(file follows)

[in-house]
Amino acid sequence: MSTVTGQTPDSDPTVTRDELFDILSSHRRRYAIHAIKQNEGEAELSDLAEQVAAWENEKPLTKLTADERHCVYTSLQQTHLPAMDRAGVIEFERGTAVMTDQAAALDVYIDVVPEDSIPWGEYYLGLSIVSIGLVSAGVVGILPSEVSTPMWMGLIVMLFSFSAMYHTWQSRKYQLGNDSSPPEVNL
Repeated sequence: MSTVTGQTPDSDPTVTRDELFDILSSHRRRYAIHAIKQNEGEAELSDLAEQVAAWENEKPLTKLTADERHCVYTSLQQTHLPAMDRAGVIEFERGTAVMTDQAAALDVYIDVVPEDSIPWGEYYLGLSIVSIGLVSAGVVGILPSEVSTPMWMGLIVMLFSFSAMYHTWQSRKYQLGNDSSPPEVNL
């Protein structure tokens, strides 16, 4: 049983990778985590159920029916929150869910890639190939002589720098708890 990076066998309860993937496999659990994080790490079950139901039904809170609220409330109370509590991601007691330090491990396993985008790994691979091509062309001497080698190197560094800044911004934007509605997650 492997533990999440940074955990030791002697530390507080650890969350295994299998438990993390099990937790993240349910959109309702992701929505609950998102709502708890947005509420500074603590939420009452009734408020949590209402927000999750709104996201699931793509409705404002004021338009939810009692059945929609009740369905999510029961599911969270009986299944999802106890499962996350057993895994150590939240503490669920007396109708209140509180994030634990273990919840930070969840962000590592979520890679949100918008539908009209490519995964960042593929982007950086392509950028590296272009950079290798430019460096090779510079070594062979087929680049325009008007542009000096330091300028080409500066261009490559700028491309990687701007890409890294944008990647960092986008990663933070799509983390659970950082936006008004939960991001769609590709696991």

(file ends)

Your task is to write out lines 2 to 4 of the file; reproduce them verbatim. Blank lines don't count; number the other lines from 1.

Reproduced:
Amino acid sequence: MSTVTGQTPDSDPTVTRDELFDILSSHRRRYAIHAIKQNEGEAELSDLAEQVAAWENEKPLTKLTADERHCVYTSLQQTHLPAMDRAGVIEFERGTAVMTDQAAALDVYIDVVPEDSIPWGEYYLGLSIVSIGLVSAGVVGILPSEVSTPMWMGLIVMLFSFSAMYHTWQSRKYQLGNDSSPPEVNL
Repeated sequence: MSTVTGQTPDSDPTVTRDELFDILSSHRRRYAIHAIKQNEGEAELSDLAEQVAAWENEKPLTKLTADERHCVYTSLQQTHLPAMDRAGVIEFERGTAVMTDQAAALDVYIDVVPEDSIPWGEYYLGLSIVSIGLVSAGVVGILPSEVSTPMWMGLIVMLFSFSAMYHTWQSRKYQLGNDSSPPEVNL
């Protein structure tokens, strides 16, 4: 049983990778985590159920029916929150869910890639190939002589720098708890 990076066998309860993937496999659990994080790490079950139901039904809170609220409330109370509590991601007691330090491990396993985008790994691979091509062309001497080698190197560094800044911004934007509605997650 492997533990999440940074955990030791002697530390507080650890969350295994299998438990993390099990937790993240349910959109309702992701929505609950998102709502708890947005509420500074603590939420009452009734408020949590209402927000999750709104996201699931793509409705404002004021338009939810009692059945929609009740369905999510029961599911969270009986299944999802106890499962996350057993895994150590939240503490669920007396109708209140509180994030634990273990919840930070969840962000590592979520890679949100918008539908009209490519995964960042593929982007950086392509950028590296272009950079290798430019460096090779510079070594062979087929680049325009008007542009000096330091300028080409500066261009490559700028491309990687701007890409890294944008990647960092986008990663933070799509983390659970950082936006008004939960991001769609590709696991």